News & Politics

Bush, Clinton, and Boehner: Tears and Laughter on Behalf of United Flight 93

The two former presidents and the Speaker of the House appeared at a dinner yesterday to raise funds for the Flight 93 memorial.

Former president Bill Clinton takes the podium at a dinner in honor of the victims of United Flight 93. Photograph by Paul Morigi.

Just because the evening had a somber theme–remembering the 40 people who died on United Flight 93–it didn’t rule out some
laughs for the dinner guests, especially since the jokes were courtesy of two former presidents,
George W. Bush and
Bill Clinton, and the Speaker of the House,
John Boehner. Almost reliably, Boehner puddled up, and Clinton, like the ace batter he is, hit the tear-stained moment over the far wall.

“I know I get a little teary,” Boehner said as he
spoke about the passengers who forced hijacked Flight 93 into a death
on September 11, 2001. “I’m a great crier. I’ve met a lot of
people who come over to me and say, ‘I like you. I’m a crier,
too.’ ”

When Clinton took the stage, he said, “Mr. Speaker, I like it when you cry. You give new meaning to compassionate conservative.”
The audience roared.

Earlier, Bush and his wife, Laura, appeared at the microphone together. Nodding at Clinton, seated at a table in front, the
43rd President said, “Forty-two, good to see you.” Then, looking at the emcee, NBC’s
David Gregory, he asked, “Are you still on TV?” Gregory is host of the Sunday interview program
Meet the Press.

But jokes aside, most of the comments from the stage were about the passengers of Flight 93 and the memorial that has been
built in their honor at what is essentially their common grave, a field in Shanksville, Pennsylvania.

Boehner, Clinton, and the Bushes were at the Flight 93
Memorial when it was dedicated last year on the tenth anniversary of
the terrorist attacks that brought down the World Trade Center,
gored the Pentagon, and caused an overall death toll of almost
3,000. At the dedication Clinton called on Bush and Boehner to
help him raise the $10 million needed to finish the work at
the site. The dinner, at the Newseum, was sponsored by the
Flight 93 National Memorial and
the National Park Foundation as
part of the fund-raising effort.

Last night, slapping his hands together for emphasis,
Clinton cited the $3 million that has since been raised, but lamented,
“It’s not done. We’ve done next to nothing for this site
compared to what Congress has done for my home, New York,” referring
to the memorial at the World Trade Center site. “Almost any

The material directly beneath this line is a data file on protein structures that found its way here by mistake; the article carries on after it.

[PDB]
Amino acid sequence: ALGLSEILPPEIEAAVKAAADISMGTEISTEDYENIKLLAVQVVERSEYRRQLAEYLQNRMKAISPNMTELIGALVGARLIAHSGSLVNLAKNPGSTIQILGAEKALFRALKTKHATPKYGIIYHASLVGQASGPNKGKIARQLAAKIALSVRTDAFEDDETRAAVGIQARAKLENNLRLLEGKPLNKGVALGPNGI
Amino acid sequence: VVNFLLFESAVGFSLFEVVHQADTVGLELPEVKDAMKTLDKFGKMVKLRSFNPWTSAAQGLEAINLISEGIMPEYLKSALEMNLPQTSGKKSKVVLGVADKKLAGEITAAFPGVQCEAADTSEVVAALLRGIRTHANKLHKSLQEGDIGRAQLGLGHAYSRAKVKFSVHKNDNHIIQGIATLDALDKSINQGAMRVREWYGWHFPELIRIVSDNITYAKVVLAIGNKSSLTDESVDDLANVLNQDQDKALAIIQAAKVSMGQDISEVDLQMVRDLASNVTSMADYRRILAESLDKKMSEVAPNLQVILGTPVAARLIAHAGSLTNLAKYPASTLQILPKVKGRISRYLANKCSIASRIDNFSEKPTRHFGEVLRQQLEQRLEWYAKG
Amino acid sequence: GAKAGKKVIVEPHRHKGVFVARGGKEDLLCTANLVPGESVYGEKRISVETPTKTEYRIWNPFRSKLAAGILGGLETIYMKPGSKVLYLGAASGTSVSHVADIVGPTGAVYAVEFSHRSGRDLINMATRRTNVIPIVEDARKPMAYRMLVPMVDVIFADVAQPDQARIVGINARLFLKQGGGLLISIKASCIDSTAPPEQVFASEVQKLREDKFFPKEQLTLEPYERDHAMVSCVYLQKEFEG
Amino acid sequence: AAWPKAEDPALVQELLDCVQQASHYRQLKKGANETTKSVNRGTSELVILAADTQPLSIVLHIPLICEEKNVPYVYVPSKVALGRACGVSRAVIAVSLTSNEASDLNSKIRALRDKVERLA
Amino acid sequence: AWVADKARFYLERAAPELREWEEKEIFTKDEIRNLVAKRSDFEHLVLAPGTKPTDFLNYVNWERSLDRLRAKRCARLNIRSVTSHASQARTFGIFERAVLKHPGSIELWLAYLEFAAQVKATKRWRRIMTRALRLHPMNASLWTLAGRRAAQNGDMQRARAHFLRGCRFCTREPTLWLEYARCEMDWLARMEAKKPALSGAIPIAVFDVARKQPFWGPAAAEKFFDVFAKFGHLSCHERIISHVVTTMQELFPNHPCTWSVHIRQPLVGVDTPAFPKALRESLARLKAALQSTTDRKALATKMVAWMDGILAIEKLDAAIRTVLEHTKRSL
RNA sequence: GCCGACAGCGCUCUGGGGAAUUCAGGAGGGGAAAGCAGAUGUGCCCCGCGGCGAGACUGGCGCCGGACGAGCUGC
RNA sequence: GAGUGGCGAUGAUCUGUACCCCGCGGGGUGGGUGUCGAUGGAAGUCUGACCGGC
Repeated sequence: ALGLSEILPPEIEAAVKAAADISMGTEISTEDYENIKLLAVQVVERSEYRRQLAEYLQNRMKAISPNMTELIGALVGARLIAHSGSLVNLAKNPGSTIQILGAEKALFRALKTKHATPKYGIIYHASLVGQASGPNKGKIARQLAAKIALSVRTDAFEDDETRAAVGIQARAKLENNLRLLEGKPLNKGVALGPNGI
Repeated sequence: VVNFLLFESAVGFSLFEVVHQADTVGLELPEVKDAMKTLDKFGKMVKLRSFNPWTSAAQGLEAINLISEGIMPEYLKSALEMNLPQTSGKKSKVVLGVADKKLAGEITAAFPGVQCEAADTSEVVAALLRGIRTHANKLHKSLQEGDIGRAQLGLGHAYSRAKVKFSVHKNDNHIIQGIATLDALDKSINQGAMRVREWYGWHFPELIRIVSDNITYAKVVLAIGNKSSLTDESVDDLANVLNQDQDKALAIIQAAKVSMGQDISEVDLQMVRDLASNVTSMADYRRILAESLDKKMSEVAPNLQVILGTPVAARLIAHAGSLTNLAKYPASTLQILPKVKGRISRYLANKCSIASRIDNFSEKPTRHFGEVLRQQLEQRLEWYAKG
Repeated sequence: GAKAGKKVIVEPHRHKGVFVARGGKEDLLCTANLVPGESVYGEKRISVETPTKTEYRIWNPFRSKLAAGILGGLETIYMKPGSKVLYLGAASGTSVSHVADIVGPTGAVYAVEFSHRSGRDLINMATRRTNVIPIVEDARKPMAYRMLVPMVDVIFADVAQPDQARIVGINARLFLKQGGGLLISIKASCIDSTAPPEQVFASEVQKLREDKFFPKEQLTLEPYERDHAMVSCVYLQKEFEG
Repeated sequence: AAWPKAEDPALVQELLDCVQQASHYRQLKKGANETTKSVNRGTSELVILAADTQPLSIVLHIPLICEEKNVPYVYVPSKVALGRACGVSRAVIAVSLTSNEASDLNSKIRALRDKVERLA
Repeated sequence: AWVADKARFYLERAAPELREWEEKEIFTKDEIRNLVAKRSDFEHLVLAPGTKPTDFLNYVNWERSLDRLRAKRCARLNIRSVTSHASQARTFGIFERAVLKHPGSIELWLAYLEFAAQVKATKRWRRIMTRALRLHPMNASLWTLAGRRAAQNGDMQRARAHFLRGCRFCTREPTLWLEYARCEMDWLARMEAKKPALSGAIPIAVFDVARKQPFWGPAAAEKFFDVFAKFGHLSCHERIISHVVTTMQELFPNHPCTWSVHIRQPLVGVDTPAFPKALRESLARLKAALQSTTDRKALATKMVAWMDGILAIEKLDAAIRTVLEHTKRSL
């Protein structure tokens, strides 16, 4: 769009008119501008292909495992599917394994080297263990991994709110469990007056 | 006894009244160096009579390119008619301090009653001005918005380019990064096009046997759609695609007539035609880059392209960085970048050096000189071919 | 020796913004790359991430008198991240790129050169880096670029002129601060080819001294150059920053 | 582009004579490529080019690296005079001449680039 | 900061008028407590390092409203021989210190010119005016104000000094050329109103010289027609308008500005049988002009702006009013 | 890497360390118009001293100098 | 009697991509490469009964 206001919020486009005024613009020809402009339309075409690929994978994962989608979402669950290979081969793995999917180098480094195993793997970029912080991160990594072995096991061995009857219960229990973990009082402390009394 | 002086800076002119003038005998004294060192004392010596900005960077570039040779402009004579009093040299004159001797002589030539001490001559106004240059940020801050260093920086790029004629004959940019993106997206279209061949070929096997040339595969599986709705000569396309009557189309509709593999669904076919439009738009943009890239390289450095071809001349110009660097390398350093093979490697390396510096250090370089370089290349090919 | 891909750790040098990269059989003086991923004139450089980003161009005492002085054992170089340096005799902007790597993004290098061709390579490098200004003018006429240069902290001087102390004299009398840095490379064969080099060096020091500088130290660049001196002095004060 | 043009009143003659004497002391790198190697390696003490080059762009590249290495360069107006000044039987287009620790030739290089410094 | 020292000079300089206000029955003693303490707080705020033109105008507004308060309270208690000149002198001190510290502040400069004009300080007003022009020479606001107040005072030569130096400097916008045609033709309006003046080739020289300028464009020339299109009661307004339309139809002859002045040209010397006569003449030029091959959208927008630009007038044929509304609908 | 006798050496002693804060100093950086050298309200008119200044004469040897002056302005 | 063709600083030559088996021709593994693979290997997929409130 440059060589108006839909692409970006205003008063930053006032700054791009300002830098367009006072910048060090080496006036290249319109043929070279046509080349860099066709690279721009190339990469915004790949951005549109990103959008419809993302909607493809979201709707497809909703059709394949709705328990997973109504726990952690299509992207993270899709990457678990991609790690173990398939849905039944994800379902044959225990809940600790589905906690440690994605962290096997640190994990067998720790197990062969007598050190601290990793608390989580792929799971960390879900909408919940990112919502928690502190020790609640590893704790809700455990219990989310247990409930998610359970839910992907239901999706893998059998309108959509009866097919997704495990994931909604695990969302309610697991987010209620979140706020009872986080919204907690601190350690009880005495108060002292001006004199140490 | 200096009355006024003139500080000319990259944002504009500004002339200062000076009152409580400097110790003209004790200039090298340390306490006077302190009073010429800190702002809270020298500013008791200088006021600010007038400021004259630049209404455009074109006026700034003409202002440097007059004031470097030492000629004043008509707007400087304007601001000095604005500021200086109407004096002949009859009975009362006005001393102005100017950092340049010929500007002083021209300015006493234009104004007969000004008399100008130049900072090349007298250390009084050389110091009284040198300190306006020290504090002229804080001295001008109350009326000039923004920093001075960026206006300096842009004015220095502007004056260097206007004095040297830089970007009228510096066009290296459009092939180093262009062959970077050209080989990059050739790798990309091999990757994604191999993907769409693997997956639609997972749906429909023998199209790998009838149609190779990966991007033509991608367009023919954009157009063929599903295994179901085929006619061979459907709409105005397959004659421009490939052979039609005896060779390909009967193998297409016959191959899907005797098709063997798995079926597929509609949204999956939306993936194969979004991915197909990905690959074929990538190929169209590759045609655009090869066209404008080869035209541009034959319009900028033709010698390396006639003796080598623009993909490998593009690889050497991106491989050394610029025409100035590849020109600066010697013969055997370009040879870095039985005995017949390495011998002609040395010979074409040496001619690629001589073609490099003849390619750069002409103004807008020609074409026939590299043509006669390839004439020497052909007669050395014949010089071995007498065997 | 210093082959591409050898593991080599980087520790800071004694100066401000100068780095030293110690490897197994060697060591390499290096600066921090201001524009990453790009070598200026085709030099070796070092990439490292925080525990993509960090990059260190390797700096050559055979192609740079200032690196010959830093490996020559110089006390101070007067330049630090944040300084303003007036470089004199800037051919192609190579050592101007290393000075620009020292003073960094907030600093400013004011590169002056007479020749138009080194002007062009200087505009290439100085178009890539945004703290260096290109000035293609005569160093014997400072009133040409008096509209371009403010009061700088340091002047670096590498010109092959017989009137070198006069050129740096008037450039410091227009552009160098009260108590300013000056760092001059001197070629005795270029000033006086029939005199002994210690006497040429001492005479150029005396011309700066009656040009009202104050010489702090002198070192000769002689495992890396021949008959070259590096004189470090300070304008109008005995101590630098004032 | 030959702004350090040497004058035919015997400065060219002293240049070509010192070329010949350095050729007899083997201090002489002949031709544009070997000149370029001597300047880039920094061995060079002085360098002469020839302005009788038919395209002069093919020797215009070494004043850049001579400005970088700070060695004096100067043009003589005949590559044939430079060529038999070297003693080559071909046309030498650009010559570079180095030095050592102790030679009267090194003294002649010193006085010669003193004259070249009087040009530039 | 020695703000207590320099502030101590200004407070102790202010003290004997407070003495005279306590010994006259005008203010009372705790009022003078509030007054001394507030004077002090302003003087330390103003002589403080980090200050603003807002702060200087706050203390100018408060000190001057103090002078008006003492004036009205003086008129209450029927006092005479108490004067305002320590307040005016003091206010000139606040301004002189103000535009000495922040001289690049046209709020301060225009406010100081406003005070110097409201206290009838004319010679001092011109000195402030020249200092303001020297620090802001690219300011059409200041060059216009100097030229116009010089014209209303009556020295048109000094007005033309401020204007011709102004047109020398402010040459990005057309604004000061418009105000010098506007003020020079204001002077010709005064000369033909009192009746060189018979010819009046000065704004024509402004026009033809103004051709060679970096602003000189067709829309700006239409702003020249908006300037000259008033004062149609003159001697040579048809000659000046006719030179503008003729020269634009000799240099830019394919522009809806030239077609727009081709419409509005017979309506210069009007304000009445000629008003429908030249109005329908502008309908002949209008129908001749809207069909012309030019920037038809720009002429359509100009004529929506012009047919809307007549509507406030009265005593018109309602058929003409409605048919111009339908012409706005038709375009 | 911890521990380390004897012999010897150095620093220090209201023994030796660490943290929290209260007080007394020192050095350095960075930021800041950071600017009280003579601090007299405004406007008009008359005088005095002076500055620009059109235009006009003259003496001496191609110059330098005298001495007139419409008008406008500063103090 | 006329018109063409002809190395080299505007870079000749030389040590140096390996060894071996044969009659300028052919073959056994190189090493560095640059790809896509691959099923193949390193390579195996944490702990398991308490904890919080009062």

citizen at any instant can be called upon to be part of our national
security. That’s what those 40 people did. They made a decision
to die for us. They didn’t enroll, they didn’t go to basic
training, and as far as I know there’s no other example in
recorded history of ordinary people giving up their lives.” Then
he added, “Ten million dollars is not too much to remember

George and Laura Bush, who left immediately after
their remarks and before dinner was served, hit the same theme as
“We believe this is an incredibly important memorial for our
country,” Bush said. “The further we are from the September 11
date, the more likely we are to forget the lessons of that
day.” Laura Bush said, “These heroes died alone, in a remote location.
I urge you to remember that and to tell your friends that as
well. It’s important that we honor them.”

Before they departed, Bush leaned back to the microphone. “It’s been great to be in Washington, but now we’re headed back
to the promised land, the great state of Texas,” he said.

The evening ended with a couple of songs from
Vince Gill. While he sang, the photographs and
names of the Flight 93 victims filled the large screen behind him. The
dinner, from the
kitchens of Wolfgang Puck, included a salad of burrata cheese,
greens, and heirloom tomatoes; filet mignon with asparagus
and potatoes dauphinoise; and a vanilla panna cotta and
strawberry dessert. The guests were a mix of corporate and private
donors, some families of the victims, and even an Oscar-winning
Glenn Close, whose husband,
David Shaw, is on the National Park Foundation board.

Clinton not only stayed through the dinner, he
lingered long after the catering staff started to clean up the tables.
and relaxed, he was never without a crowd around him, hugging
him, shaking his hand, posing for photos. He had time for anyone
who wanted time with him. His security detail, close but not
too close, were defined by their focus and muscle but also their
calm and patience.